Also active in the private equity and M&A fields is MD&T Partners, which was established in 2005 by Mahesh Devaiah and PM Thimmaiah in Bangalore. The firm also specializes in real estate and provides general corporate advice and routine legal services with a team of two equity partners and eight associates.
“In a recession year, the firm has grown from seven to 10 members with the hire of three new associates,” says Thimmaiah, adding that MD&T Partners offers “end-to-end partner level support on all major transactions”.
The small firm of Rajkishore Associates, led by partners Rajkishore Bhagwatsaran and N Ramiah, is dedicated almost exclusively to international clients. “We are strong in joint ventures of legal entities in India … and foreign exchange laws, though our practice covers many other areas such as property, shipping, trademarks and arbitration,” says Bhagwatsaran, “but we prefer not to be stereotyped.”
Many other small and medium-sized firms also defy easy classification.
Kachwaha & Partners has three equity partners in Delhi and one in Mumbai, who between them lead a team of 12 associates. Although a general practice firm, it has developed a particularly strong reputation for dispute resolution, winning an award in this category in India Business Law Journal’s 2008 Indian Law Firm Awards. Partner Sumeet Kachwaha was invited to join the Advisory Council of the International Institute for Conflict Prevention and Resolution, while fellow partner Dharmendra Rautray was nominated to the core committee of Delhi High Court Arbitration Centre.
“Almost the entire work of the firm is cross-border in nature. Over 95% of our work is with foreign clients. We do not target foreign clients but historically have been involved with foreign clients and continue to service them,” says Kachwaha.
Another interesting firm is Bangalore-based Universal Legal, which has a presence in five Indian cities and more than 30 lawyers. In addition to regular practice areas, the firm focuses on often-ignored and fast-emerging fields such as climate change, affordable housing, medical law and microfinance, a sector in which it worked on almost half the deals in India last year, says partner Aarthi Sivanandh.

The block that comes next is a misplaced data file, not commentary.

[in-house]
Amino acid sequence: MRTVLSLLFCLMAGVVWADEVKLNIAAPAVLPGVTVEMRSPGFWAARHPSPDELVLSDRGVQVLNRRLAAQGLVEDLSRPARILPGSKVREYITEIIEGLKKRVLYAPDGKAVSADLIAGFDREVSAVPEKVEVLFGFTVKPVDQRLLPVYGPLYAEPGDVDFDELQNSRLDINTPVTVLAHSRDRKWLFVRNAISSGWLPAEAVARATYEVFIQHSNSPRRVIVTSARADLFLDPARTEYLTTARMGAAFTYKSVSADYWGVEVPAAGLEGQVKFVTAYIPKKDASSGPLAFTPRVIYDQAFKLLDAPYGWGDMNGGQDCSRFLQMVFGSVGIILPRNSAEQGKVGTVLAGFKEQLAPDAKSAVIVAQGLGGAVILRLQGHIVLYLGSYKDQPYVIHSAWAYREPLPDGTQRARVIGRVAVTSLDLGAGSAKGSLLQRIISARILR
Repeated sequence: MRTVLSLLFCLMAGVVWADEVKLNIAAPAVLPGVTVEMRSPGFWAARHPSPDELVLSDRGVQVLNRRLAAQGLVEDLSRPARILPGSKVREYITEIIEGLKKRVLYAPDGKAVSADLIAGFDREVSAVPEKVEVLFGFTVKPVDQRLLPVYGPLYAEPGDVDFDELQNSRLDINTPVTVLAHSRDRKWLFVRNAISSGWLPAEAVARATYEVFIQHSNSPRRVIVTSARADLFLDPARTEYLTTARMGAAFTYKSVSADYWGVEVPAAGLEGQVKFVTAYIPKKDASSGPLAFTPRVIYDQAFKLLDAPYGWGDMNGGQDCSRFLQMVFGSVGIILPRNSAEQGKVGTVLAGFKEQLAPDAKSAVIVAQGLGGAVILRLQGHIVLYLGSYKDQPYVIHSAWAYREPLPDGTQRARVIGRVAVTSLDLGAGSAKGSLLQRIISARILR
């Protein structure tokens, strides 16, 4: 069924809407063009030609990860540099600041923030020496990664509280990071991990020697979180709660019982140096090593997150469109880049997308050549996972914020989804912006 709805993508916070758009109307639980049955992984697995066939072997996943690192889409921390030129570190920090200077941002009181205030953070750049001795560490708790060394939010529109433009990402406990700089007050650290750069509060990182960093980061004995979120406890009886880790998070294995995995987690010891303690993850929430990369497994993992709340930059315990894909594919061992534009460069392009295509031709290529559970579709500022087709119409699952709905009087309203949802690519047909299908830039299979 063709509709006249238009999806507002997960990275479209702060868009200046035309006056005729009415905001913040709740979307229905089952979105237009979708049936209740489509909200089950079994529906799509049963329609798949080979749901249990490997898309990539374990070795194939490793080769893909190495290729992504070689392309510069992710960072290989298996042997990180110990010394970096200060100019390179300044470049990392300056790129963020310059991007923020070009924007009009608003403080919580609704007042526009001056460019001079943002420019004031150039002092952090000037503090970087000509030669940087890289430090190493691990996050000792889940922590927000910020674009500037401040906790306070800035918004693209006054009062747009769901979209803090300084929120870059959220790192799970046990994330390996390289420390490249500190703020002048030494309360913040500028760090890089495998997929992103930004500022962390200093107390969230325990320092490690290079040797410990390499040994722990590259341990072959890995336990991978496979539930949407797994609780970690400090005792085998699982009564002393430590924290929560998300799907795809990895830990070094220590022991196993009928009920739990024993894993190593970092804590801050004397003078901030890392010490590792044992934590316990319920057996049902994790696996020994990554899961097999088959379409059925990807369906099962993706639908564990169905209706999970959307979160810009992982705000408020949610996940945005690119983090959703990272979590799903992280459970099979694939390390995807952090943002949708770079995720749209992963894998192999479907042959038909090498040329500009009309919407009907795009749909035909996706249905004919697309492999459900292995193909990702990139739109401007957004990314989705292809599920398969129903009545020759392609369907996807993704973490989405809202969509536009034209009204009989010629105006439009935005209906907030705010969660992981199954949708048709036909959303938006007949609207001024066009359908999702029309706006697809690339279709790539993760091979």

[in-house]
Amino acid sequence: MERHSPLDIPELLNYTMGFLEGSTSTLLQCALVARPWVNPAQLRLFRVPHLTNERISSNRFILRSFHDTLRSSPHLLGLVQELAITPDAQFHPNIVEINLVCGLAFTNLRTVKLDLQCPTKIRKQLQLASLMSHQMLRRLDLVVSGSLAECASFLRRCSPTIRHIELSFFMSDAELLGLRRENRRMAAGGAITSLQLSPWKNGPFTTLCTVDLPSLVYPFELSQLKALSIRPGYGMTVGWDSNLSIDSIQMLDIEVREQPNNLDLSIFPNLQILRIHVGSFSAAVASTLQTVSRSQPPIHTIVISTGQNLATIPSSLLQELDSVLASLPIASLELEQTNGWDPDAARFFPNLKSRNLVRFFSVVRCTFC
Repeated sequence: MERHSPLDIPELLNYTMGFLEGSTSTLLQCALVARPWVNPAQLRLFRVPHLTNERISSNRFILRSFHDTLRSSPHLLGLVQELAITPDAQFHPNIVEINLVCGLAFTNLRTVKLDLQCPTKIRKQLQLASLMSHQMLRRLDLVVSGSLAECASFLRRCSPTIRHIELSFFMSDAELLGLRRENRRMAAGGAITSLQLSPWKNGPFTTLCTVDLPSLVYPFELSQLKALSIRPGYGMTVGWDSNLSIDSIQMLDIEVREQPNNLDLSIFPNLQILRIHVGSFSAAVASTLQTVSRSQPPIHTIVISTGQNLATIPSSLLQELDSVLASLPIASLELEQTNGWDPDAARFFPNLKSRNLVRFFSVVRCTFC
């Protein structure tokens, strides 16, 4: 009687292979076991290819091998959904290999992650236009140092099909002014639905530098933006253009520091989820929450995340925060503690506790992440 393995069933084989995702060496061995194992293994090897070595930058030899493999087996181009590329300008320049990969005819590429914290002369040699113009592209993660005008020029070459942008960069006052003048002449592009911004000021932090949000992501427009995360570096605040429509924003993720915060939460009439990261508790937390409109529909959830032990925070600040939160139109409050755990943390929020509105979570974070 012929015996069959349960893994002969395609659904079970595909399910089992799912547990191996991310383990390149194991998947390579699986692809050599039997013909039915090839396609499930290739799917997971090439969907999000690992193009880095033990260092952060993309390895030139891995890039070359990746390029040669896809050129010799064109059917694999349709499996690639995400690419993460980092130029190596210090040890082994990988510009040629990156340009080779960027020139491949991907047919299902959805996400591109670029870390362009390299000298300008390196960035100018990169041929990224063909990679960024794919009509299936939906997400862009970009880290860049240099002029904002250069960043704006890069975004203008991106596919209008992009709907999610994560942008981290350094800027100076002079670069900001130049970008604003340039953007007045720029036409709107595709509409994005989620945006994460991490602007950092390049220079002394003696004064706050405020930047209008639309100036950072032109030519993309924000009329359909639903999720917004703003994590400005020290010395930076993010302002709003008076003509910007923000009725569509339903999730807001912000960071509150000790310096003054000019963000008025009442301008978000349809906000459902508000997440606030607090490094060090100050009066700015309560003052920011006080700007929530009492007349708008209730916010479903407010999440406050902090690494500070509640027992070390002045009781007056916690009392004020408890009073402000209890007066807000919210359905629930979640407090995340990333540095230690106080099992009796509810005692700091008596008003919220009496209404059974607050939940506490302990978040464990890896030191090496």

Fellow Bangalore firm AKS Law Associates, meanwhile, is creating a name for itself in the real estate and civil law sectors.
It wouldn’t be fair to call one-year-old Atman Law Partners a niche firm, as it offers services in a wide range of fields including technology, media, real estate and government liaison work. “For a firm of our size and age, we are able to assist clients in a surprisingly diverse set of industries including banking and finance, infrastructure, technology, telecom and real estate and we continue to enter new practice areas,” says founding partner Vivek Durai. He and fellow partner Chinmay Mirji merged their practices to create the firm.
“Atman” is a Sanskrit word meaning “divine essence”, says Durai. He says the word “reflects our desire to be centred and to retain the best features of Indian tradition and culture in our practice of law”.
A number of firms are doing groundbreaking work in areas that require deep specialization. In Noida, across the Yamuna River from New Delhi, Dhall Law Chambers offers a boutique service specializing in competition law. The firm enjoys an affiliation with Linklaters and is led by Vinod Dhall, a lawyer and long-term civil servant who was the acting chairman of the Competition Commission of India until 2008.
Specialization of a different kind can be found in Karnika Seth, who recently published a book on cyberlaws. Her firm, Seth Associates, specializes in diverse fields including employment, cyberlaws, IP and international trade. It has 10 lawyers in its two offices, located in Noida and New Delhi, and recently established a Cyberlaw Consulting Centre.
IP: the domain of the boutique
While many niche practices focus on banking and capital markets, they cannot compete in number with the plethora of specialist intellectual property firms. India’s rich history in this field of law is reflected in its abundance of dedicated law firms and IP consultancies.